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Examination of NRA Spending Shows a Tactic of Hidden Influence

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March 20 - 12 Noon Monumental United Methodist Church Rev. Rick Franklin

March 27 - 12 Noon First Presbyterian Church Rev. Dr. Rick Hurst

April 3 12 - Noon Calvary Baptist Church Rev. Dr. Doretha Allen

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(Editor's Note: This is the second part of a four part series produced by the Student Jurnalists of the VCU Capital News Service.)

By Jacob Taylor, Capital News Service

RICHMOND – All 33 bills related to gun control and gun issues in Virginia were killed during the 2018 General Assembly session by a Republican-majority House of Delegates committee that received more than $4,000 in donations from the National Rifle Association.

The NRA uses money to influence and impact gun reform on all levels of government through political donations and independent expenditures. Since the NRA is a tax-exempt nonprofit organization, its tax returns are public records. These records give a glimpse into the amount of money the organization actually spends.

For the year ending in December 2016, the NRA’s 990 form Schedule C ‒ the most recent 990 form available online ‒ shows that it spent $5.45 million nationally on political campaign activities.

The NRA also spent $33.3 million for Section 527 exempt function activities, which are defined as “all functions that influence or attempt to influence the selection, nomination, election, or appointment of any individual to any federal, state, or local public office or office in a political organization, or the election of Presidential or Vice-Presidential electors, whether or not such individual or electors are selected, nominated, elected, or appointed,” according to the Internal Revenue Service website.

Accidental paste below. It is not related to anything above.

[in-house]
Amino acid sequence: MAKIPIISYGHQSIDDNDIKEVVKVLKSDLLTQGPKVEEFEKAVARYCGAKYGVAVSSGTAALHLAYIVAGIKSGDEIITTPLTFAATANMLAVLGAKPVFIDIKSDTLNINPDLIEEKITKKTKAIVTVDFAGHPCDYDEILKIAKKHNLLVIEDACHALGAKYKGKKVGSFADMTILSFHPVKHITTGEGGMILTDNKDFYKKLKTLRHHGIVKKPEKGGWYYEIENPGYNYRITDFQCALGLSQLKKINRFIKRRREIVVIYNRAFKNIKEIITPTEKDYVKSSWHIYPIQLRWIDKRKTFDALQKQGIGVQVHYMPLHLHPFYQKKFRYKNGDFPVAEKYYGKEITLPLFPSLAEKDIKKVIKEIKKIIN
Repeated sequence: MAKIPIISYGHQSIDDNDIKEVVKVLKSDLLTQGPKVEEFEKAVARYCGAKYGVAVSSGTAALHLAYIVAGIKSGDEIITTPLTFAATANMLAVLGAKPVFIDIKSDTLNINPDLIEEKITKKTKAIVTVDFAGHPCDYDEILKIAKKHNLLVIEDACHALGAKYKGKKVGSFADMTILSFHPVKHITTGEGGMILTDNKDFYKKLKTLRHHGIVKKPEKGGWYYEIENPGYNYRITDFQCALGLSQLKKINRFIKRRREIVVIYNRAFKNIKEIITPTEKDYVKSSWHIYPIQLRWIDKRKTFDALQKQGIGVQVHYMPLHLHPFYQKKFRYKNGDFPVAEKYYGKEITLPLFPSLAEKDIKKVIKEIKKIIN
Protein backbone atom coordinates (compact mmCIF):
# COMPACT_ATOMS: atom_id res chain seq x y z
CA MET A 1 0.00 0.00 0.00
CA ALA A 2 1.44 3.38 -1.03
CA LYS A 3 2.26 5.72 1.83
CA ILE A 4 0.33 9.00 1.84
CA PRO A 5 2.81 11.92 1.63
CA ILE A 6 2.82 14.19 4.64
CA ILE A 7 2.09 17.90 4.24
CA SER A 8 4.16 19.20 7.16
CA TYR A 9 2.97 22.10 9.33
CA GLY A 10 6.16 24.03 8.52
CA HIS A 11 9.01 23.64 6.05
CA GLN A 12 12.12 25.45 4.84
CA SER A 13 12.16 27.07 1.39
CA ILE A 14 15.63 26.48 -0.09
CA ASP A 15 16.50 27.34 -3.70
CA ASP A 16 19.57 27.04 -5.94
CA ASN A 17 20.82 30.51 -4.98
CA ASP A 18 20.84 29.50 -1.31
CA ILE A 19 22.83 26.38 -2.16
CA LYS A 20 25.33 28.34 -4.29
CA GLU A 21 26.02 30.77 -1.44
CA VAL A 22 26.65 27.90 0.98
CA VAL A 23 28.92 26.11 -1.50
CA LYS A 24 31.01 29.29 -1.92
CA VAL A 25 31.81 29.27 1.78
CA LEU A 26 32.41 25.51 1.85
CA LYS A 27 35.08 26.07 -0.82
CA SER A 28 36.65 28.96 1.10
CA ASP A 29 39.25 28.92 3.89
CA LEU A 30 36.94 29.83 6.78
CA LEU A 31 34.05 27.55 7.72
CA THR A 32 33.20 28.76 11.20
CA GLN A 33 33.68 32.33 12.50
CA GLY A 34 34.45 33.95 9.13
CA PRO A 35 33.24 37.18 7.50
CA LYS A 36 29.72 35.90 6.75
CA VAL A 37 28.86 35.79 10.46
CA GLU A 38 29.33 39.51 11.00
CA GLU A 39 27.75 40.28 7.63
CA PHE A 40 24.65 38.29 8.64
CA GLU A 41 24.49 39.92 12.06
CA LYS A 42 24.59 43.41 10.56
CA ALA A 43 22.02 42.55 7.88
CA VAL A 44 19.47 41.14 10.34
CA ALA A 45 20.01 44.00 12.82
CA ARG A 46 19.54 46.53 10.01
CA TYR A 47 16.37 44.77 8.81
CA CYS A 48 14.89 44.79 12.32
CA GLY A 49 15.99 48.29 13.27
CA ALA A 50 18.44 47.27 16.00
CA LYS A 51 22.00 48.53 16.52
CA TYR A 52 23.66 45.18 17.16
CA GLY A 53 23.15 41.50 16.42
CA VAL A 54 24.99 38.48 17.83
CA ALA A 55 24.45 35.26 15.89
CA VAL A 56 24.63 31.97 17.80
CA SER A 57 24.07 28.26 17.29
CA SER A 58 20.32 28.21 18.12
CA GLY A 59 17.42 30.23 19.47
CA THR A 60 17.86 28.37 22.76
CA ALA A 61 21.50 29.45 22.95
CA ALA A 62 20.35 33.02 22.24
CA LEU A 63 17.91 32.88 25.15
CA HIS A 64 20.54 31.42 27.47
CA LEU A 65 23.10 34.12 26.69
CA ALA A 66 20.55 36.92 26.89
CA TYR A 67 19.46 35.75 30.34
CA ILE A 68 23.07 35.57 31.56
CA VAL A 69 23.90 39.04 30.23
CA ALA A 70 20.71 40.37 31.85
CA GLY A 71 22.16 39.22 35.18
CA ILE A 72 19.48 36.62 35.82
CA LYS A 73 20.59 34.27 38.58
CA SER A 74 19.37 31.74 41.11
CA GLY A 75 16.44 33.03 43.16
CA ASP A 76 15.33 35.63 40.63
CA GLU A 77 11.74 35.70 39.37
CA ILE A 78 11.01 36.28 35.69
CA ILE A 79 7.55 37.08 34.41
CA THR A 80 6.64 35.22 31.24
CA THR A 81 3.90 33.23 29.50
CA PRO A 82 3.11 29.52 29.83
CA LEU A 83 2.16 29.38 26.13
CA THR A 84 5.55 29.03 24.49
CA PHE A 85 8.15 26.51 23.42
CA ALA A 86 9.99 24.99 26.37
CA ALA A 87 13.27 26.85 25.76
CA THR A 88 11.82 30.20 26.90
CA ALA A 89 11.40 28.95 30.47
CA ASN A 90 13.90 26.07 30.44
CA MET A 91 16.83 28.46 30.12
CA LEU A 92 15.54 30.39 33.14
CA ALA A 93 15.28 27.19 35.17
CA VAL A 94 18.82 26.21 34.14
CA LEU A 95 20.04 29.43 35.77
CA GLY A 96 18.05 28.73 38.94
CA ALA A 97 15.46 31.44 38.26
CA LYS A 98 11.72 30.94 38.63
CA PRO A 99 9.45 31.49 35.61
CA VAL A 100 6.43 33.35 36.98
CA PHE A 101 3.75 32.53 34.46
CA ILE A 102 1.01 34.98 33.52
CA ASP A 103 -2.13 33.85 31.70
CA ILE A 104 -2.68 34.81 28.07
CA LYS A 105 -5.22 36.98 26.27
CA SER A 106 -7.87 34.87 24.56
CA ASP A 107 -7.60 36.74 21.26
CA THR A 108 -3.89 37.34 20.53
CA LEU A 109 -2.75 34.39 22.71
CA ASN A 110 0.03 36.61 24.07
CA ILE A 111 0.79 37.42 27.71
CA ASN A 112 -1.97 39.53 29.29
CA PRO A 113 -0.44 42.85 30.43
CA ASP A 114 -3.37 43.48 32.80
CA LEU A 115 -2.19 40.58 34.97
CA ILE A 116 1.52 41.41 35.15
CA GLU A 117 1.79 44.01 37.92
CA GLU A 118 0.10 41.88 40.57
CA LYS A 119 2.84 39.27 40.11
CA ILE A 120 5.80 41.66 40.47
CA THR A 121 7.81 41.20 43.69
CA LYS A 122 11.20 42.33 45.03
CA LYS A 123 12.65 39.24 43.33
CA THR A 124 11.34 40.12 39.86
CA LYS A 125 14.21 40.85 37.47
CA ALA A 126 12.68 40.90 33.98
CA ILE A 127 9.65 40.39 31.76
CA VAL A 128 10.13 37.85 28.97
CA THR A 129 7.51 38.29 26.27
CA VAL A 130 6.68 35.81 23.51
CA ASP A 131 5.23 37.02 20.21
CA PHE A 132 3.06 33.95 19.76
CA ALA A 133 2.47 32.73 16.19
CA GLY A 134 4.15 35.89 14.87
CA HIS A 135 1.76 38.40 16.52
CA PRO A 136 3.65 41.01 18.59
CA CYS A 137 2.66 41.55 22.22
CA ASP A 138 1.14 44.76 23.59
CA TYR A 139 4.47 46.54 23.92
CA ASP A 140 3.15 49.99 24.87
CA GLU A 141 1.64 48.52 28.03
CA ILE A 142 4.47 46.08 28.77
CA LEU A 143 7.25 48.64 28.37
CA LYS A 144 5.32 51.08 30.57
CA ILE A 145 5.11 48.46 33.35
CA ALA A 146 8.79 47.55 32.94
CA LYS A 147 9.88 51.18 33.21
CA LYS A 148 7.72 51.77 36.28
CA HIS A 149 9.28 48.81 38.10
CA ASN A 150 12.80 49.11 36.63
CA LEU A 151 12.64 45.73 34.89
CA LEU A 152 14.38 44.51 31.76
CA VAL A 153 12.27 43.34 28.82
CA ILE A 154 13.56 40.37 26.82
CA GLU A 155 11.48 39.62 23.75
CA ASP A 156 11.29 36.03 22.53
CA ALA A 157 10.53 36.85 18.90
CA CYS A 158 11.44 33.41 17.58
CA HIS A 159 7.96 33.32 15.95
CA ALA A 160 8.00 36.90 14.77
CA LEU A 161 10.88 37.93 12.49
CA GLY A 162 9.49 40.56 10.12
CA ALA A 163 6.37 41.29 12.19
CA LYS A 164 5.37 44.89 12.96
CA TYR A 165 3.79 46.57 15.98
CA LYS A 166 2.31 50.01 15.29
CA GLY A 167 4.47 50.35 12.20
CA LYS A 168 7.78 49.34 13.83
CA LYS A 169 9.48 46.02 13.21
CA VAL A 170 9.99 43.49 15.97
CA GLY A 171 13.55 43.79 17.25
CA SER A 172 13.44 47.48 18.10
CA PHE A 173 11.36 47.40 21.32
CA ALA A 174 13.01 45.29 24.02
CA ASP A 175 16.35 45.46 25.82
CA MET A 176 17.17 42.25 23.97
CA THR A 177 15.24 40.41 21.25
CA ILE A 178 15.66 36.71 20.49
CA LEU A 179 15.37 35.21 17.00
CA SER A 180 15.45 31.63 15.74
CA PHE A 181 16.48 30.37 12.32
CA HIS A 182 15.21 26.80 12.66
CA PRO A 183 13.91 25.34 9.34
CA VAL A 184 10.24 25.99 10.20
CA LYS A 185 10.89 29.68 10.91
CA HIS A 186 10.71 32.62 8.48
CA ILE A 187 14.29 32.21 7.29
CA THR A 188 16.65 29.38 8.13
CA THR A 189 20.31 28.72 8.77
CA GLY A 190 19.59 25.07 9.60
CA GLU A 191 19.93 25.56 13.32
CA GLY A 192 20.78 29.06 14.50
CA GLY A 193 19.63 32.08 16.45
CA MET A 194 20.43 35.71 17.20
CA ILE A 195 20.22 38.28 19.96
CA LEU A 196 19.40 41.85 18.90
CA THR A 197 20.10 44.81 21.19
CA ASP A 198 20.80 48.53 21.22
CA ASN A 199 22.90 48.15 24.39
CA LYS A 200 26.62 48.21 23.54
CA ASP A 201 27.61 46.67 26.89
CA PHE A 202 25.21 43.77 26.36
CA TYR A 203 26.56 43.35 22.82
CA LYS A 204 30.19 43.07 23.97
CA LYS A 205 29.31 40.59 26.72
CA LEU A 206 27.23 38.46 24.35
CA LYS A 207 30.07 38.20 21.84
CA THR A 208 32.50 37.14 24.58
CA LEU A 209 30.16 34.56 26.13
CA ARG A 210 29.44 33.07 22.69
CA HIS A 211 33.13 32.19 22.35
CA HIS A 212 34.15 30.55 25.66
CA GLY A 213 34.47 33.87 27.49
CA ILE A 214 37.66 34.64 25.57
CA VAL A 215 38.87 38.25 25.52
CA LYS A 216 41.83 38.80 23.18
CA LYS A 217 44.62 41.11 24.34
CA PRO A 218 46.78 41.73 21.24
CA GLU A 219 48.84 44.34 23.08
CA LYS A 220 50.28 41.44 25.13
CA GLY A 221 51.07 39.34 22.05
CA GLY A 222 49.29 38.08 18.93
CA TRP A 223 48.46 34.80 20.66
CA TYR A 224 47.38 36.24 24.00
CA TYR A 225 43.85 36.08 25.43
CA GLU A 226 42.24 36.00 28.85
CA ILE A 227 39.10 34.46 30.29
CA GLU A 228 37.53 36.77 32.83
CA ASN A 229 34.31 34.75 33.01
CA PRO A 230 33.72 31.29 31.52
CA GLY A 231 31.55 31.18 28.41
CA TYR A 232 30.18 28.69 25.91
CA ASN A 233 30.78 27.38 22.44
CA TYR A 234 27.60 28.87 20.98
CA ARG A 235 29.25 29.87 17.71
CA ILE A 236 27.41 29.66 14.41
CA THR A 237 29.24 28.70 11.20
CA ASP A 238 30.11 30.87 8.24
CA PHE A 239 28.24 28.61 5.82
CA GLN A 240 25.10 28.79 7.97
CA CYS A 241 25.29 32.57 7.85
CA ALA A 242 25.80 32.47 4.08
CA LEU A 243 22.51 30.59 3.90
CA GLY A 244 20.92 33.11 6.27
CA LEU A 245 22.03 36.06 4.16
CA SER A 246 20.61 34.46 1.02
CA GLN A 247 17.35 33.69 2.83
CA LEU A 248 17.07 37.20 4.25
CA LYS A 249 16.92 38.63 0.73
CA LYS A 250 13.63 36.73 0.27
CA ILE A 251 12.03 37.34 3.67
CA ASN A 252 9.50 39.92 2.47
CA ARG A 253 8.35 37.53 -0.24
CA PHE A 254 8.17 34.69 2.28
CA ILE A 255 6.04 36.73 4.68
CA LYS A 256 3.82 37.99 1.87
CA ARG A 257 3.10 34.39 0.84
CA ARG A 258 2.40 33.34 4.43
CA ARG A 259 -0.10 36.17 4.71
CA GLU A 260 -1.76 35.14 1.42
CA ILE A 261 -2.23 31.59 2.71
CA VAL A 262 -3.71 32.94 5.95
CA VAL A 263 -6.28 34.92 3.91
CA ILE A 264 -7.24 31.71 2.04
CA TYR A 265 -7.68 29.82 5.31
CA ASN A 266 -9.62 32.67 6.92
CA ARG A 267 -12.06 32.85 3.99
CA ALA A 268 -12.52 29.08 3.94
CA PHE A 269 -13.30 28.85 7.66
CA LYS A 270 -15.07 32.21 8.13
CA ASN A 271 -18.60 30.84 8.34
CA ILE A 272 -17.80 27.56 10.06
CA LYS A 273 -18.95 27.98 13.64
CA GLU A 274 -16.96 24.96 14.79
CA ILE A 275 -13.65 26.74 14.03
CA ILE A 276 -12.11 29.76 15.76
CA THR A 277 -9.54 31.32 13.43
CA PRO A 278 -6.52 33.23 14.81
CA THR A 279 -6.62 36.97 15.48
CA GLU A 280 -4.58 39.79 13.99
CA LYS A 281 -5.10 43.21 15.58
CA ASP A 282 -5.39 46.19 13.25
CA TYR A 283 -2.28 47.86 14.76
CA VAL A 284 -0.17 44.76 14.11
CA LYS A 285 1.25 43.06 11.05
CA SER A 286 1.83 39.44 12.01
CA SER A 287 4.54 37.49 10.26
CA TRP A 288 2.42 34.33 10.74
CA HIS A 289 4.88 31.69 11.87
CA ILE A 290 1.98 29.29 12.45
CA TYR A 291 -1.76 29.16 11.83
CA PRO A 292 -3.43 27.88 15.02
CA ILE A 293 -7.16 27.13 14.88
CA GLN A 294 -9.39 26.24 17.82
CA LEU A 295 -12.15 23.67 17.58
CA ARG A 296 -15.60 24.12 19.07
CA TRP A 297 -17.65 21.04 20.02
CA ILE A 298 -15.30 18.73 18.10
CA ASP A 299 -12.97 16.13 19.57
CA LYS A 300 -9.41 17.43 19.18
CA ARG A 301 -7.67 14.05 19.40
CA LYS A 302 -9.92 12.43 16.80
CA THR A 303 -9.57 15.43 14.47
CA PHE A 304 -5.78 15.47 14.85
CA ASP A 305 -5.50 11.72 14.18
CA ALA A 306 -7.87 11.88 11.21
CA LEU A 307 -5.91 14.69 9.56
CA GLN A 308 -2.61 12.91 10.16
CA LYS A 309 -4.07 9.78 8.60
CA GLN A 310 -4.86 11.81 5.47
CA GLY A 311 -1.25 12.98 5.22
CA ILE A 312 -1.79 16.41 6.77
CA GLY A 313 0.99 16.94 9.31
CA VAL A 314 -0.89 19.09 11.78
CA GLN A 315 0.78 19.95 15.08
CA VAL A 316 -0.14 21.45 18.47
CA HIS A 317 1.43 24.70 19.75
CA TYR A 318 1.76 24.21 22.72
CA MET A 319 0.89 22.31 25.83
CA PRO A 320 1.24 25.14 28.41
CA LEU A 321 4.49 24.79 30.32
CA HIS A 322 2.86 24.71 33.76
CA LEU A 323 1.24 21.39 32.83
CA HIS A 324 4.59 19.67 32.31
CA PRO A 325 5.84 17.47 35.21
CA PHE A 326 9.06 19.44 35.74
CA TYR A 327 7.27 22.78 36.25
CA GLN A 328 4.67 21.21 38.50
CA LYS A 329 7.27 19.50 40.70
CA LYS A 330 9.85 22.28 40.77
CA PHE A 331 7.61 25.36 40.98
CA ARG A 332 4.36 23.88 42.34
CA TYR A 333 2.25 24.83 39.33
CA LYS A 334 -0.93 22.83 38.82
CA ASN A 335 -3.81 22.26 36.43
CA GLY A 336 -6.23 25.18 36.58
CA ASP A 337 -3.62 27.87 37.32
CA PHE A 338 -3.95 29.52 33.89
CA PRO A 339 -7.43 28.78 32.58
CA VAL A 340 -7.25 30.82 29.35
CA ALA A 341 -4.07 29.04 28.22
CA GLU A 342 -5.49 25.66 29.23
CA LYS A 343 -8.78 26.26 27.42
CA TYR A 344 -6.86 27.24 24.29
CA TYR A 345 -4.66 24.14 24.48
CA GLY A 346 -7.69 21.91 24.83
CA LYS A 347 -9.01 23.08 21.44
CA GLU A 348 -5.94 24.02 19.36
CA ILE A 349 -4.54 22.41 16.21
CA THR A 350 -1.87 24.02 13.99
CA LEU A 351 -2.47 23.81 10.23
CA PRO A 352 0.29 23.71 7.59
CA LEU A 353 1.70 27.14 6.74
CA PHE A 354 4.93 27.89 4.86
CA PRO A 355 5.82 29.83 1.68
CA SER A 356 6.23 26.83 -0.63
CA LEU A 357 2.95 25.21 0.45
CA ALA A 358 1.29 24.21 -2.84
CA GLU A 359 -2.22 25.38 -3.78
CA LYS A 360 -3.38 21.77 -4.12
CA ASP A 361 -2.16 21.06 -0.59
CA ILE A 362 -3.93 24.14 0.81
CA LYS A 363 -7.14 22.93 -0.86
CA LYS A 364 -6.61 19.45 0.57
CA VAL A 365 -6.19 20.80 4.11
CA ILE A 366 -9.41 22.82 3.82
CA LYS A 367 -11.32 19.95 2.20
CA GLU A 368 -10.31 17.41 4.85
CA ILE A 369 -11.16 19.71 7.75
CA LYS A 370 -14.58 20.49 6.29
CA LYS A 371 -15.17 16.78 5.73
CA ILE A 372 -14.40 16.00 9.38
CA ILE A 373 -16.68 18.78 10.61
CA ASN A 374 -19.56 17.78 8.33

Yet, these numbers are small compared to the amount of money the NRA spends on independent expenditures.

The National Institute on Money in State Politics, a nonprofit organization, tracked 5,133 NRA independent expenditures over the last 13 years, on local, state and federal levels, totaling $115.9 million. Some of these expenditures include television, internet and radio advertising, postage and phone calls.

At the state level, specifically in the Virginia General Assembly, the numbers show a general trend: Republicans receive the majority of donations. Not a single dollar was donated to Democratic legislators by the NRA in 2017.

The largest individual donations in 2017 ‒ $1,500 ‒ went to House Speaker M. Kirkland Cox of Colonial Heights and Del. Michael Webert and Sen. Jill Holtzman Vogel, both of Fauquier County.

NRA donations to all Virginia candidates and committees in 2017 totaled $31,580, while current Republican legislators received $16,450, according to the Virginia Public Access Project.

A further examination of contributions for all Virginia candidates and committees, from 1996 to 2017, showed the NRA spent $685,478 on Republicans, including $85,660 donated to the Republican Party of Virginia. During that same time span, $88,007 was spent in donations to current assembly Republicans, according to VPAP.

“I do think that the NRA has an oversized voice,” Del. John J. Bell, D-Loudoun, said. “Some of the contributions have had an undue influence, and in Virginia, it’s kind of a worst-case scenario because we have unlimited contribution amounts.”

Bell is a member of the House Militia, Police and Public Safety Committee, where every Republican member received an average of $366 in donations from the NRA during the 2018 legislative session, for a total of $4,400. Bell also said that two NRA lobbyists had been present at nearly every meeting during this year’s session. Hiring lobbyists to go to committee meetings is another tactic used by the NRA to spread influence.

One of those lobbyists is Beatriz Gonzalez, who works for Capital Results LLC and is retained by the NRA, according to VPAP. She did not return an email requesting an interview.

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